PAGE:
Back in 2012, I suggested that the Senate use Leon Panetta's confirmation hearing for CIA director to clear up one of Washington's more interesting media mysteries—who leaked Daniel Patrick Moynihan's authorship of controversial memo that used the phrase "benign neglect" in reference to the black community. Moynihan was previously author of a controversial report, "The Black Family: Then and Now." In a nutshell, Moynihan was pilloried by the liberal intelligensia for a supposedly insensitive and misguided approach to racial issues, but decades later it turns out even liberals acknowledge he was quite prescient in many ways. Nonetheless, the leak was quite damaging to the late senator's reputation and the Nixon White House in 1970. Leon Panetta was fingered for the leak in The New Republic shortly afterward, though it's never been proven he was the source. (For more background, see my older post on this matter.)
Obviously, establishing whether or not Panetta can keep his mouth shut would be an important qualification for CIA director, but congress didn't bother asking him about his role in significant political flap four decades prior. When Leon Panetta exited the CIA post, he did so by thumbing his nose at classified information protocols to make sure his $3 million book deal went off without a hitch. Once again, Leon Panetta seems to have no compunction about sensitive leaks that further his career. In fact, in that same memoir he jokingly alludes to his leaky nature, saying that the New York Time's Elizabeth Bumiller called him "'another species entirely' from my more taciturn predecessor. Guilty. As I told the press, I'm Italian, and that's the way I am."
Again, leaky Leon's penchant for self-serving leaks is something to keep in mind if Hillary runs for president. Panetta will probably be a significant part of that effort and strategic press leaks seem to be something the Clintons have long embraced.
UPDATE: I wrongly conflated some details regarding Moynihan and the memo, and have clarified things.
Yesterday, the Washington Post had a lengthy report on how former CIA director Leon Panetta was sending out copies of his book nearly a month before it cleared the CIA's internal revue process to ensure that no sensitive national security information was being revealed. According to the Post, Panetta clashed with his former agency repeatedly throughout the process.
My review of former top CIA lawyer John Rizzo’s book Company Man appears in the current issue of this magazine. A friend in a high place who read the review pointed out to me that the book adds something significant to our understanding of the Valerie Plame, Scooter Libby, Richard Armitage, Judith Miller, Robert Novak imbroglio.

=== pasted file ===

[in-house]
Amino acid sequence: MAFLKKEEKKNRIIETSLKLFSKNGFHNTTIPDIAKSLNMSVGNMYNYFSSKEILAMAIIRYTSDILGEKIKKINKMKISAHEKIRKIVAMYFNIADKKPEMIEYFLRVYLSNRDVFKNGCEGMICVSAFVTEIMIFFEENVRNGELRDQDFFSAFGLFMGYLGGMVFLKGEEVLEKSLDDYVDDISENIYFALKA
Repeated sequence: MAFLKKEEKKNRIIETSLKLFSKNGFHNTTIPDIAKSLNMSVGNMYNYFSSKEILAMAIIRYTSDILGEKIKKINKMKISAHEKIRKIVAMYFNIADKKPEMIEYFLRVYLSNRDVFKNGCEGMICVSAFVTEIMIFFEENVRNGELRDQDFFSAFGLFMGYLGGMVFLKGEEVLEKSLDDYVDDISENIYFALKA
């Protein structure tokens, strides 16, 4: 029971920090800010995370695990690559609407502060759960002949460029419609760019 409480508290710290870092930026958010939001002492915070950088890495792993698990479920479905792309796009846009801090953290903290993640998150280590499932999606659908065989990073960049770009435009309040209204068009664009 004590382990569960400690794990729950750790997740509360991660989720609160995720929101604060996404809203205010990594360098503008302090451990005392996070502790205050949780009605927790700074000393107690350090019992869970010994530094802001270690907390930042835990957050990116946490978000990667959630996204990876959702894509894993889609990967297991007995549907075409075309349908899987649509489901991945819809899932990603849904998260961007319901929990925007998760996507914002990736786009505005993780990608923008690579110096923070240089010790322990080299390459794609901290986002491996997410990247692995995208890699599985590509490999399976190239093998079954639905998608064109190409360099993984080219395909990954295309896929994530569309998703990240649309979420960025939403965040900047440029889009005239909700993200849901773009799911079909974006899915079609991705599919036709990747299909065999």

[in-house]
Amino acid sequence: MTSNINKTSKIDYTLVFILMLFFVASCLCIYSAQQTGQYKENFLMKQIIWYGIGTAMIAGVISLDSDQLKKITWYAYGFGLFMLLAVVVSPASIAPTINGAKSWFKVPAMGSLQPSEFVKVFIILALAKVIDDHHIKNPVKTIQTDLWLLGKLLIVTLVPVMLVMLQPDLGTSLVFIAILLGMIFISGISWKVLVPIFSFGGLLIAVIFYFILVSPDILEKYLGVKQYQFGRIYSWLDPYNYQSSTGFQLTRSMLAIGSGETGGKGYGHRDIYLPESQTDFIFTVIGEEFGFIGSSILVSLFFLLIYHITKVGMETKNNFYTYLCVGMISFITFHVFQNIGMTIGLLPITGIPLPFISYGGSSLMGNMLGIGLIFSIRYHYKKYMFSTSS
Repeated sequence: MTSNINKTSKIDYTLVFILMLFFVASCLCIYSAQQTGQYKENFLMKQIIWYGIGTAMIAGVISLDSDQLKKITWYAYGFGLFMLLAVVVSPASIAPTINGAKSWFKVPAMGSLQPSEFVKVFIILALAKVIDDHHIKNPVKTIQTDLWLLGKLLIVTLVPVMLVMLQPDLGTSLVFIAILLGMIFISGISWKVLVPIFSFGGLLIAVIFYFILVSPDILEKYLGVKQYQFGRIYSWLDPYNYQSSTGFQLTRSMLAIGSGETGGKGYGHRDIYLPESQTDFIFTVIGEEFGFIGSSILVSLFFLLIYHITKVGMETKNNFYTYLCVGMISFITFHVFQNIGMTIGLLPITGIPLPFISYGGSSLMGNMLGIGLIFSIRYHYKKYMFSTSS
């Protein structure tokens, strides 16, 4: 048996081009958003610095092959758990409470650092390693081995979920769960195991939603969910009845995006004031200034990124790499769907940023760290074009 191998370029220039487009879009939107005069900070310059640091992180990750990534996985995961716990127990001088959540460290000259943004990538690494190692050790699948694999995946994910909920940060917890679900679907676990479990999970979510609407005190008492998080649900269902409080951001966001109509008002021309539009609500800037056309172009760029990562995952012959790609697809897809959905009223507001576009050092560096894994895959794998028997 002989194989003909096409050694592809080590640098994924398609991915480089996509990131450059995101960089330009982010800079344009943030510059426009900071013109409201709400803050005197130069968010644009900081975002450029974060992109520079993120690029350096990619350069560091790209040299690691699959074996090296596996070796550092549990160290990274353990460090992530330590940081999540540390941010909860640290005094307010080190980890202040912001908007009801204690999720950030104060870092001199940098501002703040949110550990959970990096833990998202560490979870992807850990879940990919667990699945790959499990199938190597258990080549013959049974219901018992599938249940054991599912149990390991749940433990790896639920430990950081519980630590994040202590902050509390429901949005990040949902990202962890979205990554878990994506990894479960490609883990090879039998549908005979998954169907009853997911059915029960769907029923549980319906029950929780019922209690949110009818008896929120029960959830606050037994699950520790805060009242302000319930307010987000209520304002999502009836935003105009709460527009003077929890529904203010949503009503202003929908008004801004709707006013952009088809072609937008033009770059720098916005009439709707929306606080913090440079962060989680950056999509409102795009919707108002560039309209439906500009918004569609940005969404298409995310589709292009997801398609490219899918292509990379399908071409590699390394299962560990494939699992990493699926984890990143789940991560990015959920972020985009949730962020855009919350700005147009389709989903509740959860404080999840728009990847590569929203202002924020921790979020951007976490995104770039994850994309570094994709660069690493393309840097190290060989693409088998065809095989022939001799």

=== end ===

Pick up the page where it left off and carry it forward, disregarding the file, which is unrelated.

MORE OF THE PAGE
In response to a report that classified information had been leaked to the makers of the Hollywood movie Zero Dark Thirty, Kathryn Bigelow and Mark Boal, Congressman Peter King, chairman of the House Committee on Homeland Security, says he's concerned.
In a letter to the White House, four members of the Senate Select Committee on Intelligence asked President Obama whether recent disclosures to the press of classified information on the Benghazi terrorist attacks were authorized by the Obama administration or illegal leaks subject to prosecution.
Rep. Mike Rogers, chairman of the House Permanent Select Committee on Intelligence, has released a statment urging the Obama White House to cooperate with authorities on the national security leaks investigation.
President Obama's top political adviser, David Axelrod, came under heavy fire this morning on MSNBC this morning about high-level national security allegedly coming from the White House:
Axelrod at first dances around the issue, claiming that others do not believe that the leaks are coming from the White House (which is not the same as saying, with absolute certainty, that the leaks did not come from individuals in the White House).
Mitt Romney will hit President Obama for high-level national security leaks coming from the White House, according to excerpts of the speech the Republican presidential candidate will deliver later today at the VFW in Reno, Nevada. Romney will call the leaks "contemptible" and a betrayal of "our national interest."
Senator Dianne Feinstein, a top Democratic from California, accused the Obama White House of leaking national security information at a recent event in Washington, D.C. Here's video of Feinstein's accusation: